Last week, a South Korean firm delivered a new frigate that had been built for the Thai navy. The expected delivery of the vessel once again highlighted the ongoing defense ties between the two countries, which they have been looking to develop in recent years.
Defense ties between South Korea and Thailand are by no means a new development. Indeed, Thailand has been among the key markets pursued by some South Korean companies in recent years, and there have been some deals that have occasionally spotlighted the relationship, with a case in point being Korea Aerospace International’s (KAI’s) provision of T-50 Golden Eagle lead-in fighter trainers for the Royal Thailand Air Force (RTAF) in a deal inked in 2013.
That has continued on into 2018 as well, which marks the 60th anniversary of the establishment of formal diplomatic ties between the two nations. When defense ministers from both countries met back in February, both sides discussed how to advance the state of their defense ties, including in the field of defense equipment and defense industry collaboration.
One of the tangible ongoing manifestations of defense collaboration has been the construction of multipurpose frigates built by South Korea’s Daewoo Shipbuilding & Marine Engineering Company for the Royal Thai Navy (RTN). A frigate was originally ordered under a $440 million contract between the two sides back in 2013, with an expectation that future ones would be built as well thereafter.
The frigate, given the pennant number 471, was launched on order in January 2017. It derives its design from the Kwanggaeto Daewang destroyer in the Republic of Korea Navy, with a length of 122.5 meters, a displacement of 3,650 tons, and an ability to accommodate a crew of up to 136.
Last week, the deal was in the spotlight again with the handover of the first frigate to Thailand. The vessel, which will be in service as HTMS Tachin (471) once commissioned, was ceremonially handed over to RTN officials on December 14 at DSME’s facilities in Okpo, South Korea.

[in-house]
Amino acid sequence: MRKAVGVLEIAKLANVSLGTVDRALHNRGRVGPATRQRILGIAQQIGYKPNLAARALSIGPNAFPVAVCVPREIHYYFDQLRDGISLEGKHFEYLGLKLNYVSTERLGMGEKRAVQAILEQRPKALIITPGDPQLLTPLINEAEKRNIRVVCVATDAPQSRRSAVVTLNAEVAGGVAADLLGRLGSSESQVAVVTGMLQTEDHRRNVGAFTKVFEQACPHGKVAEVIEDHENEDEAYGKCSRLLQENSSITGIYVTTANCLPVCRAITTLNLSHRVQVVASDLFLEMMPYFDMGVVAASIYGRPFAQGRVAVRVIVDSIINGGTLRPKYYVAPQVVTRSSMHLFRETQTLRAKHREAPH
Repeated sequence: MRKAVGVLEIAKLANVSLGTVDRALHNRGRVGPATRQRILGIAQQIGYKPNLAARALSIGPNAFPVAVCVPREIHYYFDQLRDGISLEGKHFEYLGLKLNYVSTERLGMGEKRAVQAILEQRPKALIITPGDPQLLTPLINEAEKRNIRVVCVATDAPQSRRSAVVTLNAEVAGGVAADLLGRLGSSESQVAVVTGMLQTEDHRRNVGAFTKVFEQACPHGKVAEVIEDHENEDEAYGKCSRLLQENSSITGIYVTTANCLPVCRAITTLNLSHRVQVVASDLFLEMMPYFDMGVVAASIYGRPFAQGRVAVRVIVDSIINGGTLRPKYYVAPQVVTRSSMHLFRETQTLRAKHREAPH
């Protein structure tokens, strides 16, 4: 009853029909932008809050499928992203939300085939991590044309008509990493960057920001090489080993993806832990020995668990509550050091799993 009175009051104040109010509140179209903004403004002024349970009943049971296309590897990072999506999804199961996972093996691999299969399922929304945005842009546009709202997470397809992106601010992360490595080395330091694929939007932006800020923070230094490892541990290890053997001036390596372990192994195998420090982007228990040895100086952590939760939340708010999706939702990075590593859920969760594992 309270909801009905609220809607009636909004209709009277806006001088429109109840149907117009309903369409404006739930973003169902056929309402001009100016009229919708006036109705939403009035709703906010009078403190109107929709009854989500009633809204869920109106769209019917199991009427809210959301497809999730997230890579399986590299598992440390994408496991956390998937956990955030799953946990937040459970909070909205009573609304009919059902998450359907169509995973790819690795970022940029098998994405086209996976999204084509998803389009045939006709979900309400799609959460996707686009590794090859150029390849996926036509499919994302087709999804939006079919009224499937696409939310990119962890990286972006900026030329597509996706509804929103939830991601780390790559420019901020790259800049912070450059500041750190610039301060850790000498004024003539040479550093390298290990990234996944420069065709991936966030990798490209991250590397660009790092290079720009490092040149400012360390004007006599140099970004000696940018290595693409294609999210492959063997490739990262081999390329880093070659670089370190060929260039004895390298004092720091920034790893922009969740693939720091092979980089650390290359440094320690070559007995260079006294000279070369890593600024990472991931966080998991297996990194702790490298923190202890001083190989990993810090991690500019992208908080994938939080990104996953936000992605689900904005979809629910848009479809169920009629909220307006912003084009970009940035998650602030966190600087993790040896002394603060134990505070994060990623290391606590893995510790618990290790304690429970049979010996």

Despite some departure from the original intended delivery timeline, which had earlier been expected in August, the fact that it has been handed over at this time means that the vessel is still on track for commissioning sometime in 2019. The Bangkok Post quoted an anonymous source as saying on December 19 that following the delivery ceremony in South Korea, the ship is expected to arrive in Thailand on January 6, 2019, and that a second new frigate is expected to be assembled in Thailand by navy personnel trained by the Korean shipbuilder.
Beyond that, as of now, few details have been publicly released on what will follow from this. For instance, one thing to watch will be how Thailand actually plans on utilizing the vessel, with earlier indications being that the frigate could be useful for a range of purposes, including surface warfare, air combat, and submarine warfare.
Another angle will be what this means for the development of the wider South Korea-Thailand defense relationship, given the possibility of a follow-on order as well as the exploration of other defense deals. Various factors will play into this, including project specific considerations such as pricing as well as wider strategic ones like Thailand’s expected election in 2019 and potential implications for the defense side. Given the potential implications for bilateral ties as well as the wider region, this will no doubt continue to be something to watch in the coming months and years.